What antibiotics treat BV and chlamydia?

Bacterial vaginosis (BV) and chlamydia are two common bacterial infections that affect the reproductive system. BV is caused by an overgrowth of bacteria naturally present in the vagina, while chlamydia is caused by the bacteria Chlamydia trachomatis. Antibiotics are the standard treatment for both BV and chlamydia.

Quick Answers

The first-line antibiotics used to treat uncomplicated BV are:

  • Metronidazole (Flagyl)
  • Clindamycin (Cleocin)
  • Tinidazole (Tindamax)

The antibiotics used to treat uncomplicated chlamydia are:

  • Azithromycin (Zithromax)
  • Doxycycline
  • Erythromycin

Metronidazole and clindamycin can be used to treat both BV and chlamydia co-infections when taken together. Alternative antibiotics may be needed for complicated infections or cases of treatment failure.

Overview of BV and Chlamydia

BV and chlamydia are among the most prevalent sexually transmitted infections. In the United States, BV affects around 21.2 million women between the ages of 14-49 years old. Chlamydia is even more widespread, with over 1.7 million cases reported in 2017 alone. BV and chlamydia often occur together, with 10-30% of women diagnosed with BV also testing positive for chlamydia.

Bacterial Vaginosis

BV is caused by an imbalance in the bacteria naturally present in the vagina. Normally, beneficial lactobacilli dominate. In BV, harmful anaerobic bacteria like Gardnerella vaginalis proliferate and cause symptoms like:

  • Thin, grey, foul-smelling vaginal discharge
  • Fishy odor, especially after sex or during menstruation
  • Itching or burning around the vagina
  • Slight redness and swelling of the vulva

BV is associated with a variety of complications, including:

  • Increased risk of sexually transmitted infections like chlamydia and gonorrhea
  • Increased risk of acquiring HIV
  • Pregnancy complications like premature delivery and low birth weight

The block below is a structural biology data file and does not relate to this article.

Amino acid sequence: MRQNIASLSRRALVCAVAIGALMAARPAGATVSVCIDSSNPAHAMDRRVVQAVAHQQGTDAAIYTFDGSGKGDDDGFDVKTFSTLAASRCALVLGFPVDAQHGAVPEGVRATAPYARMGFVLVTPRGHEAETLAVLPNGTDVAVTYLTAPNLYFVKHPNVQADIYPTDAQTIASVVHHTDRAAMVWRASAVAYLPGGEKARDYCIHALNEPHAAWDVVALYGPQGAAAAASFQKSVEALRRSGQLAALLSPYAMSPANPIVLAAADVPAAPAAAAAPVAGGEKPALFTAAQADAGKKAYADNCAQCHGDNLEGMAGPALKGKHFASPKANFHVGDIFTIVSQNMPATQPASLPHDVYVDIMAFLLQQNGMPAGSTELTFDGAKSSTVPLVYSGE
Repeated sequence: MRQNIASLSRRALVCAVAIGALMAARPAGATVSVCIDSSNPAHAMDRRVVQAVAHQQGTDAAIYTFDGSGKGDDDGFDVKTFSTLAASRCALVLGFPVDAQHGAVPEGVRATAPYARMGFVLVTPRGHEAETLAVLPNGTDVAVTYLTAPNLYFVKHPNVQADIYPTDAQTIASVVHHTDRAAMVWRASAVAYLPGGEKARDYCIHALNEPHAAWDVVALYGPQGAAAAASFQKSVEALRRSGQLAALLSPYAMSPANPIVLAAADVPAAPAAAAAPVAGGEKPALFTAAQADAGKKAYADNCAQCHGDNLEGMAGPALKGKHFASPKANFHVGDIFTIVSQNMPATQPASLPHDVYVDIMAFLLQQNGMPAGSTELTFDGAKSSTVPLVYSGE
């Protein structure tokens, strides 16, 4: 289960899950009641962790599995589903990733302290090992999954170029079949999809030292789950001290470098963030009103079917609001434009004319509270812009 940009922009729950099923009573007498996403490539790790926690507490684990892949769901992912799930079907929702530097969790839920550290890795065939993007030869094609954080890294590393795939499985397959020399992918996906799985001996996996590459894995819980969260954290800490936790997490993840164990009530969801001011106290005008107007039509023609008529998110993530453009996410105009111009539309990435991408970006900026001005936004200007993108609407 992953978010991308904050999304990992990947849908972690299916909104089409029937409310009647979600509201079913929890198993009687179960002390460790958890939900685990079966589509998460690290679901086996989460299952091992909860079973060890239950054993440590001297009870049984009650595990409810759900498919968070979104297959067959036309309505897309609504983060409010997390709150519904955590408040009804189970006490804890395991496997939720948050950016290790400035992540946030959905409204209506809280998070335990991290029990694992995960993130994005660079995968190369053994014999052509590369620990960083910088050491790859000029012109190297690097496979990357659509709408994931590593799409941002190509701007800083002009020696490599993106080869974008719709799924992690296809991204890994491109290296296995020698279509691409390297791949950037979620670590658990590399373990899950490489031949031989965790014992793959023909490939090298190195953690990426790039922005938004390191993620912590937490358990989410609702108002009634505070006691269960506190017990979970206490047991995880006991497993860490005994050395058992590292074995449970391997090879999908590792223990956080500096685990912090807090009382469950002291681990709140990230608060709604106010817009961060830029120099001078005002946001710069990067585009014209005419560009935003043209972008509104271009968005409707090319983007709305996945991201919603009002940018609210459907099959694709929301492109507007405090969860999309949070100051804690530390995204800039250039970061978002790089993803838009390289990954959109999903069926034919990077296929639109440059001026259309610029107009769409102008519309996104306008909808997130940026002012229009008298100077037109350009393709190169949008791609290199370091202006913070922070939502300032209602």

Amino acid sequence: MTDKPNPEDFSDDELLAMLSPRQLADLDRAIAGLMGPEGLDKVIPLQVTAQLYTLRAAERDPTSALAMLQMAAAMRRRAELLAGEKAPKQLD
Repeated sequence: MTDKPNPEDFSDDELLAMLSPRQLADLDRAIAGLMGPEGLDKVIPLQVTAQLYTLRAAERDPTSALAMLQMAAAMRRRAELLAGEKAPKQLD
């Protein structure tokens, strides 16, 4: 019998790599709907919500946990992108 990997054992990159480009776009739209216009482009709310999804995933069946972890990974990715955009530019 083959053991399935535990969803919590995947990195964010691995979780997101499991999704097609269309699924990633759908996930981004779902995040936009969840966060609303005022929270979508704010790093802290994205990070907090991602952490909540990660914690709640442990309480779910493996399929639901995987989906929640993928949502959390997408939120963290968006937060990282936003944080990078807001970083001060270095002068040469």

• Post-surgical infections after procedures like hysterectomy and abortion


Chlamydia is caused by infection with Chlamydia trachomatis bacteria. It is spread through unprotected vaginal, anal, or oral sex. Many people with chlamydia are asymptomatic. When present, symptoms may include:

  • Burning urination
  • Unusual vaginal discharge
  • Abdominal pain
  • Painful sexual intercourse
  • Bleeding between periods

If left untreated, chlamydia can spread to the uterus and fallopian tubes, causing pelvic inflammatory disease (PID). PID can lead to long-term complications like:

  • Chronic pelvic pain
  • Ectopic pregnancy
  • Infertility

Antibiotic Treatment for BV

Antibiotics taken orally or applied intravaginally are the standard treatment for BV. The Centers for Disease Control and Prevention (CDC) recommends:


Metronidazole (Flagyl) is one of the most common antibiotics used to treat BV. It can be taken:

  • Orally at 500 mg twice daily for 7 days
  • As a single 2g oral dose
  • Intravaginally as 0.75% gel, one applicator (5g) once daily for 5 days

Clinical cure rates with 7 days of oral metronidazole range from 70-80%. The single 2g dose has slightly lower efficacy but improves adherence. Intravaginal metronidazole gel may alleviate symptoms faster.


Clindamycin (Cleocin) is another first-line BV therapy, administered either:

  • Orally at 300 mg twice daily for 7 days
  • Intravaginally as 2% cream, one applicator (5g) at bedtime for 7 days

Oral and vaginal clindamycin have similar BV cure rates as 7-day metronidazole regimens.


Tinidazole (Tindamax) is a newer antibiotic that can be used as:

  • A single 2g oral dose
  • 1g once daily for 5 days

In clinical studies, the 2g single tinidazole dose cured BV in 70-85% of women. The 5-day course has slightly higher efficacy.

Other BV Antibiotics

Other antibiotics that may sometimes be used for BV include:

  • Secnidazole (Solosec) – 2g oral granules in a single dose